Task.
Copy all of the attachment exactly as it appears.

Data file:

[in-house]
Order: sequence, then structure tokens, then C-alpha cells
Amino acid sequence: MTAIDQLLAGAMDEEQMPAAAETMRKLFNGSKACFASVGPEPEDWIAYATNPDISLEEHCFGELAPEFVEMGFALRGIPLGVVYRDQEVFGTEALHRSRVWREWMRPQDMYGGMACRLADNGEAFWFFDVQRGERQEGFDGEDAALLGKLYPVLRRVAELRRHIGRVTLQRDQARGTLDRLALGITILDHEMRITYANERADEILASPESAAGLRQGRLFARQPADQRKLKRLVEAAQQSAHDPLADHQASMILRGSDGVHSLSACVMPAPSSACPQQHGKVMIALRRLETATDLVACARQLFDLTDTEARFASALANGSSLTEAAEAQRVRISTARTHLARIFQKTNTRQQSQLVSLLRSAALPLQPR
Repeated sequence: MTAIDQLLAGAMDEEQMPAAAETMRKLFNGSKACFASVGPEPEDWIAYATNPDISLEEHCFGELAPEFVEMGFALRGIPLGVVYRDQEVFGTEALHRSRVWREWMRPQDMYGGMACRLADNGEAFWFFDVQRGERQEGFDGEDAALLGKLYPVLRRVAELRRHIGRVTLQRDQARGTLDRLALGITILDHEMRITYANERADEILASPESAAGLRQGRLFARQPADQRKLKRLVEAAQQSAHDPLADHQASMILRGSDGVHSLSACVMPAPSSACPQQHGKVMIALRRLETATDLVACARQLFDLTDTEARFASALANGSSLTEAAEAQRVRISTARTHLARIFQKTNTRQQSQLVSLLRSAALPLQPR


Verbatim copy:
[in-house]
Order: sequence, then structure tokens, then C-alpha cells
Amino acid sequence: MTAIDQLLAGAMDEEQMPAAAETMRKLFNGSKACFASVGPEPEDWIAYATNPDISLEEHCFGELAPEFVEMGFALRGIPLGVVYRDQEVFGTEALHRSRVWREWMRPQDMYGGMACRLADNGEAFWFFDVQRGERQEGFDGEDAALLGKLYPVLRRVAELRRHIGRVTLQRDQARGTLDRLALGITILDHEMRITYANERADEILASPESAAGLRQGRLFARQPADQRKLKRLVEAAQQSAHDPLADHQASMILRGSDGVHSLSACVMPAPSSACPQQHGKVMIALRRLETATDLVACARQLFDLTDTEARFASALANGSSLTEAAEAQRVRISTARTHLARIFQKTNTRQQSQLVSLLRSAALPLQPR
Repeated sequence: MTAIDQLLAGAMDEEQMPAAAETMRKLFNGSKACFASVGPEPEDWIAYATNPDISLEEHCFGELAPEFVEMGFALRGIPLGVVYRDQEVFGTEALHRSRVWREWMRPQDMYGGMACRLADNGEAFWFFDVQRGERQEGFDGEDAALLGKLYPVLRRVAELRRHIGRVTLQRDQARGTLDRLALGITILDHEMRITYANERADEILASPESAAGLRQGRLFARQPADQRKLKRLVEAAQQSAHDPLADHQASMILRGSDGVHSLSACVMPAPSSACPQQHGKVMIALRRLETATDLVACARQLFDLTDTEARFASALANGSSLTEAAEAQRVRISTARTHLARIFQKTNTRQQSQLVSLLRSAALPLQPR